“I’m still reeling, wondering how a city doesn’t do everything possible to support education and jobs for low-income communities of color,” said Belle in a Facebook post after the City Council vote on the HJK property. “But then [I] realize it’s the sign of the times,” he added.

While the communities Belle mentions can certainly benefit from investment in the cultural arts, the gentrification wave is impacting everyone across the board – including artists of all ethnicities and anyone not at the upper tier of income levels.

OCNC members discuss art in Oakland

OCNC members discuss art in Oakland

On the surface, economic growth might seem like a positive thing for Oakland; however, the boom—mainly confined to real estate and tech—has been a calamity for the arts scene. A few months ago, at a city-convened arts stakeholder meeting , arts advocates speculated on the irony of Oakland’s artists making the city cool, only to find themselves priced out. Although some advocates felt the percent for art requirement didn’t go far enough, it at least offered a glimmer of hope for the city’s artists. But the announcement of the lawsuit by developers could delay or even rescind any commissions under the ordinance, and casts a pall on any future attempts to redistribute the wealth flowing into the city among the creative community.

It seems cruel to blame a newly-minted public art ordinance for the increased cost of housing, considering that last year, before the ordinance went into effect, Oakland apartments had the highest rental price hikes in the entire nation, while overall rental prices were the second fastest-rising in the country, and have ballooned as much as 300% over a three-year period.

Detail from Dan Corson's

Detail from Dan Corson’s “Shifting Topographies”

Currently, a typical one-bedroom apartment in Oakland rents for around $2000 a month, and landlords have been proactive in trying to get market rate for properties which rented for much less not long ago – putting economic pressure on art spaces, especially those in Uptown, the city’s most-visible arts district. As the RPS collective noted, “We are being priced out of our space not because of anything we have done, but simply due to the cold calculus of gentrification. There is more money to be made in this space from something other than community-driven art, and that is enough and more than enough to push us out the door.”

The one positive amidst all this bad news is that the San Francisco Foundation recently announced it was giving East Side Arts Collective $1 million to buy its building, ensuring many more years of community-oriented programming in the San Antonio district. Yet as welcome as that news is, it does nothing to help the arts community elsewhere in the city.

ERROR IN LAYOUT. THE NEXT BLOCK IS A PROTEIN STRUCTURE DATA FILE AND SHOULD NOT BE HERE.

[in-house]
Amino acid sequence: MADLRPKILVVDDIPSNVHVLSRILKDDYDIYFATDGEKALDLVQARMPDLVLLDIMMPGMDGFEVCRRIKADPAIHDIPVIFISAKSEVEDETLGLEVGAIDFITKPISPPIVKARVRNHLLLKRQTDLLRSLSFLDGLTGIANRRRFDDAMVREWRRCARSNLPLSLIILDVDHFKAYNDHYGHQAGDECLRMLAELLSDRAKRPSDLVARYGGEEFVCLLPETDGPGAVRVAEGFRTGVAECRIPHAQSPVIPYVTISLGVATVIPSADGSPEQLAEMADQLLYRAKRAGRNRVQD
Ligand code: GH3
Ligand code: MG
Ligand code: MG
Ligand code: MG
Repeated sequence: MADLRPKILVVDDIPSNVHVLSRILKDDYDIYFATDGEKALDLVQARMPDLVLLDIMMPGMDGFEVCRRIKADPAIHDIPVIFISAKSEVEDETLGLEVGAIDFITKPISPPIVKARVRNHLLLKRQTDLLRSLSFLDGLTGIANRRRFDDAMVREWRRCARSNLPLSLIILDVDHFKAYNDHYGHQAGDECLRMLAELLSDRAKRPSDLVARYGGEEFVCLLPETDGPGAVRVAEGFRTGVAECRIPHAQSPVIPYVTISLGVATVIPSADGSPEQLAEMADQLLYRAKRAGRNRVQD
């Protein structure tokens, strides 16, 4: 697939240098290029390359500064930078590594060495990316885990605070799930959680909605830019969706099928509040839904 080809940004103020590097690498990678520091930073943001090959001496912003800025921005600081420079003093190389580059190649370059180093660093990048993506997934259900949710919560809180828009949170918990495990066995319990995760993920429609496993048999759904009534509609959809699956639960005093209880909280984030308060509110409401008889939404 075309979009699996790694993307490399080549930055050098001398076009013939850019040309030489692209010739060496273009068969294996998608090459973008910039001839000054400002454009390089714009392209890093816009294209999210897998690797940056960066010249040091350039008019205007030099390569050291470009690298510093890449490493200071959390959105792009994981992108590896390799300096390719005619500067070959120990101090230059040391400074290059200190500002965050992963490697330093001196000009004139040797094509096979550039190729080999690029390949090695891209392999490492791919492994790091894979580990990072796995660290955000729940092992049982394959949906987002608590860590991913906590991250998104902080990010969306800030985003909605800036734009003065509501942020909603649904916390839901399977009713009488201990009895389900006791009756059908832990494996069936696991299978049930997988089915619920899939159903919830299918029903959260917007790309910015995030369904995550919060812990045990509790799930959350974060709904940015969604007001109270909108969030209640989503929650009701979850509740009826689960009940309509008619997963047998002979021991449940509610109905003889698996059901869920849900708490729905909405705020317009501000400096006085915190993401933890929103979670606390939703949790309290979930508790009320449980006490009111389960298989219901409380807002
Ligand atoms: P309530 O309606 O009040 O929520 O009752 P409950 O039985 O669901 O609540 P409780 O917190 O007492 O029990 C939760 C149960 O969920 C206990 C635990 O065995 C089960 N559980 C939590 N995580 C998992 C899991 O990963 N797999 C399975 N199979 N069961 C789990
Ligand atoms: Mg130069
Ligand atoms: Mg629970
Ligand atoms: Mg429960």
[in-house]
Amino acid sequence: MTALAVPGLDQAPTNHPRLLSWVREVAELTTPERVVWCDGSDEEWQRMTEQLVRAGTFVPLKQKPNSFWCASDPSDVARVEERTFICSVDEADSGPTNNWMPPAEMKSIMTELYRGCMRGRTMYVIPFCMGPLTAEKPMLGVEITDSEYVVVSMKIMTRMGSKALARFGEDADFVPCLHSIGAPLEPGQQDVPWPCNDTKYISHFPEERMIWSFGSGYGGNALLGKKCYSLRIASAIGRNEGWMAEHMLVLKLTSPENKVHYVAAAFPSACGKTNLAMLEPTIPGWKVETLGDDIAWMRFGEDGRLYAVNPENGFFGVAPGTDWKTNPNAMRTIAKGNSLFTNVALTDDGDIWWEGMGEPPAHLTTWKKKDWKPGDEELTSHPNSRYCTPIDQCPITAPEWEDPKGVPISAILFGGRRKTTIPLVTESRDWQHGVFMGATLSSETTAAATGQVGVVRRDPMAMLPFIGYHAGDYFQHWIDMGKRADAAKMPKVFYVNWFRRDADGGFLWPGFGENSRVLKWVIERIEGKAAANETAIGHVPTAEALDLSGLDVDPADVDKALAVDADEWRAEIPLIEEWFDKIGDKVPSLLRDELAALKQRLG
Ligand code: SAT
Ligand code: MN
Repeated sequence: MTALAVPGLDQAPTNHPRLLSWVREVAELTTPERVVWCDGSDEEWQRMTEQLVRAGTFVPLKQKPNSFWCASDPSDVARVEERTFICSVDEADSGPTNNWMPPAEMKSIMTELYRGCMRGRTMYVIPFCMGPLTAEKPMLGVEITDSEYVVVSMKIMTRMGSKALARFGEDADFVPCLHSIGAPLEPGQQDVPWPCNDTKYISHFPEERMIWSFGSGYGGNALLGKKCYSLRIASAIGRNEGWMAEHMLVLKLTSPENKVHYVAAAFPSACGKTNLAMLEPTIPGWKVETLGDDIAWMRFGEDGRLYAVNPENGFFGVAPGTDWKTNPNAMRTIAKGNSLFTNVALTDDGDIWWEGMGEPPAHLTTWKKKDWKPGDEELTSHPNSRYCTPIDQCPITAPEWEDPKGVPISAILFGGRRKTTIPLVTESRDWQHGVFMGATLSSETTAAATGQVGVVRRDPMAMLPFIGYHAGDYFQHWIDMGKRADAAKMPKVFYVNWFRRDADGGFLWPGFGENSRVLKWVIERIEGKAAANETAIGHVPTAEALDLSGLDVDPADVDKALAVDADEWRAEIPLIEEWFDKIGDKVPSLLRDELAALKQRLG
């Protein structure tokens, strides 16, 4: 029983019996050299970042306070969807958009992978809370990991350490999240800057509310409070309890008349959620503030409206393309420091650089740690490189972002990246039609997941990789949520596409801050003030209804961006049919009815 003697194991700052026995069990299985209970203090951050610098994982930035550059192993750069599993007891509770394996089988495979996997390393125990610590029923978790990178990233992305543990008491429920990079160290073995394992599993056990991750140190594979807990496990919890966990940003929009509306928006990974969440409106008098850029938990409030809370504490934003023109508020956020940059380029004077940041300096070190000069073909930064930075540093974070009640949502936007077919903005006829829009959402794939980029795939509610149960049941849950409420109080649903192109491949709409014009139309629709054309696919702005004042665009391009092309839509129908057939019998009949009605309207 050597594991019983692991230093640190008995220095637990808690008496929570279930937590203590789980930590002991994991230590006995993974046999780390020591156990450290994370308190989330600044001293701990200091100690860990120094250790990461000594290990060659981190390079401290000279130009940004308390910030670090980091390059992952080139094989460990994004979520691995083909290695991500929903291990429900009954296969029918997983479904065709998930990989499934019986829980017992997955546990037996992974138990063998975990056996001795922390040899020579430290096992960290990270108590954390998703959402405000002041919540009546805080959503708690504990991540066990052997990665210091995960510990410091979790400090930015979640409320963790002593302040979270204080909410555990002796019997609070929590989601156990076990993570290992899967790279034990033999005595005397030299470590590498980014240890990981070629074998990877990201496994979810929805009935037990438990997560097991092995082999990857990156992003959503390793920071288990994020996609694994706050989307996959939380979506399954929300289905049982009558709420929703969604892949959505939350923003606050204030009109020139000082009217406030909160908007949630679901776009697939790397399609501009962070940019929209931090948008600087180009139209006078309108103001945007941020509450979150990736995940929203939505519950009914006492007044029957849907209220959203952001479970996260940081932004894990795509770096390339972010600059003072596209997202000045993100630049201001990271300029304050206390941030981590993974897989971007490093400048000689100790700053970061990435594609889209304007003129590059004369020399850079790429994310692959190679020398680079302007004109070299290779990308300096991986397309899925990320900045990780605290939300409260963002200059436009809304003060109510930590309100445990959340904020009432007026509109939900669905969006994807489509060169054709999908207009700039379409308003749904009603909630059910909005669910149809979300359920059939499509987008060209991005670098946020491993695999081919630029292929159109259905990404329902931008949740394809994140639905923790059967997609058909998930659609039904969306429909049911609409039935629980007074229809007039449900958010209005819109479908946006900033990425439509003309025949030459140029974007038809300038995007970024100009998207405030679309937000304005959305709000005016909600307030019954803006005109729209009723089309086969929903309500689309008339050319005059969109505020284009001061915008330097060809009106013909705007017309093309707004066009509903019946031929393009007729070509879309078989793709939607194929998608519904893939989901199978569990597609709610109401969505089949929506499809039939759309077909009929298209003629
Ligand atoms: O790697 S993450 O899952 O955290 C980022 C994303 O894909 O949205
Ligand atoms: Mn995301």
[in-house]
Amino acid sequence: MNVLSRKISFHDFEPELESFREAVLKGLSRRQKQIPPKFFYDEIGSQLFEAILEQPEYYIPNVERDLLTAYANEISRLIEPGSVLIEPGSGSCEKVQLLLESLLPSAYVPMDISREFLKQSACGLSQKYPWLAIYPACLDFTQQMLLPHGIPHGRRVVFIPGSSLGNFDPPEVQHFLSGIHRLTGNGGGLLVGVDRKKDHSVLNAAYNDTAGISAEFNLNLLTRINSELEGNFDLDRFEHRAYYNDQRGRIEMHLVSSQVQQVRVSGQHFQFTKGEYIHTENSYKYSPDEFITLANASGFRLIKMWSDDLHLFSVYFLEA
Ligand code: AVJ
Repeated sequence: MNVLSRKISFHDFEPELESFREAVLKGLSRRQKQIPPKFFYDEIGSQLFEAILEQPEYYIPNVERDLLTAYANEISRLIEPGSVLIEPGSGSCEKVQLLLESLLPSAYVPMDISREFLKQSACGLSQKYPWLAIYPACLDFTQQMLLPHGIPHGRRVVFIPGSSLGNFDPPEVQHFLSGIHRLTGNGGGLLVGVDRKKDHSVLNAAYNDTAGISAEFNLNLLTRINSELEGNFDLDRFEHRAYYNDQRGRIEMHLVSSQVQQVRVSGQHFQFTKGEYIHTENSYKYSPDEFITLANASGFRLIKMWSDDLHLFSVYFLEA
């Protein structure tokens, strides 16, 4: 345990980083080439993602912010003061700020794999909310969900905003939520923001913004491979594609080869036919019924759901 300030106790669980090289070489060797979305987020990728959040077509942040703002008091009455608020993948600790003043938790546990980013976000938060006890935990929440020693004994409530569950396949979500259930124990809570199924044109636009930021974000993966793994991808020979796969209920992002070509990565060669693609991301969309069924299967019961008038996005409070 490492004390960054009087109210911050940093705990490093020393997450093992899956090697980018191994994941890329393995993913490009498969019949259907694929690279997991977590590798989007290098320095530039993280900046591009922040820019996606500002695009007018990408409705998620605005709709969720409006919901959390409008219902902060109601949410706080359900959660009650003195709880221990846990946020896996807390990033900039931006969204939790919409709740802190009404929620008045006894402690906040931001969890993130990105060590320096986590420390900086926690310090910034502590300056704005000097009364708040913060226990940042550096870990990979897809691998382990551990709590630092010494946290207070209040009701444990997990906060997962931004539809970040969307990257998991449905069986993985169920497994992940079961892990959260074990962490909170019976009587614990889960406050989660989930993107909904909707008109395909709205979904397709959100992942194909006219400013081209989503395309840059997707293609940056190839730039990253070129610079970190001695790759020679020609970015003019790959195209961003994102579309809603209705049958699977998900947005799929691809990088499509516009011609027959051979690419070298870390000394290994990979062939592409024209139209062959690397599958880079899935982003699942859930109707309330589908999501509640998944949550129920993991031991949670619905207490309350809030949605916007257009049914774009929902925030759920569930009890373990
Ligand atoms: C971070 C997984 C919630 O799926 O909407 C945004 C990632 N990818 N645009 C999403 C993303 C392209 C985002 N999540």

Keeping Oakland Creative

If ever there was a time to organize Oakland’s creative arts community, this is it. For the past several months, the Oakland Creative Neighborhoods Coalition has been attempting to do just that. Founded by Betti Ono’s Barber—recently named one of the Bay Area’s Top Ten Art Personalities—and artist, teacher, and arts administrator Katherin Canton, OCNC has coined the hashtag #KeepOaklandCreative and holds organizational meetings to try to rally the city’s culture creators around a policy platform which aims to make a sustainable future for artists, by taking a proactive stance against displacement. (Disclosure: Oakulture Editorial Director Eric Arnold is a member of OCNC’s Steering Committee.) OCNC’s stated goal is to get the city to restore the Cultural Arts Commission (CAC)—another casualty of the recession—a necessary first step in developing greater accountability at the civic level for the arts community.

Katherin Canton (l.) and Anyka Barber (c.) lead an OCNC meeting

Katherin Canton (l.) and Anyka Barber
(c.) lead an OCNC meeting

A revised CAC could bring clarity to a confusing, labyrinthine process for artists trying to work with the city. Currently, Oakland’s Cultural Arts Program is under the Economic Development and Marketing department, and its small staff is assisted by an all-volunteer Public Art Advisory Committee. There’s no designated liaison with Parks and Rec (which operates city facilities such as the Malonga Casquelourd Center) or City Council (artists are generally left to facilitate discussions over such things as applying for the anti-blight mural program on their own); almost all direct interaction with the artist community, other than open forum sessions at monthly meetings to review public art projects, is carried out by the department’s one full-time staffer, Denise Pate. Navigating the system is a bureaucratic nightmare at best, compounded by the fact that artists sometimes have to wait up to a year before being compensated for completed projects.

In the case of the percent for art ordinance, the artist community at-large was not asked for input in its drafting, perhaps by design; in the Tribune article, Schaff describes the ordinance as “pro-developer” – a notion which was reinforced during a “stakeholder meeting” also attended by members of the development community and Emeryville city staff this past February.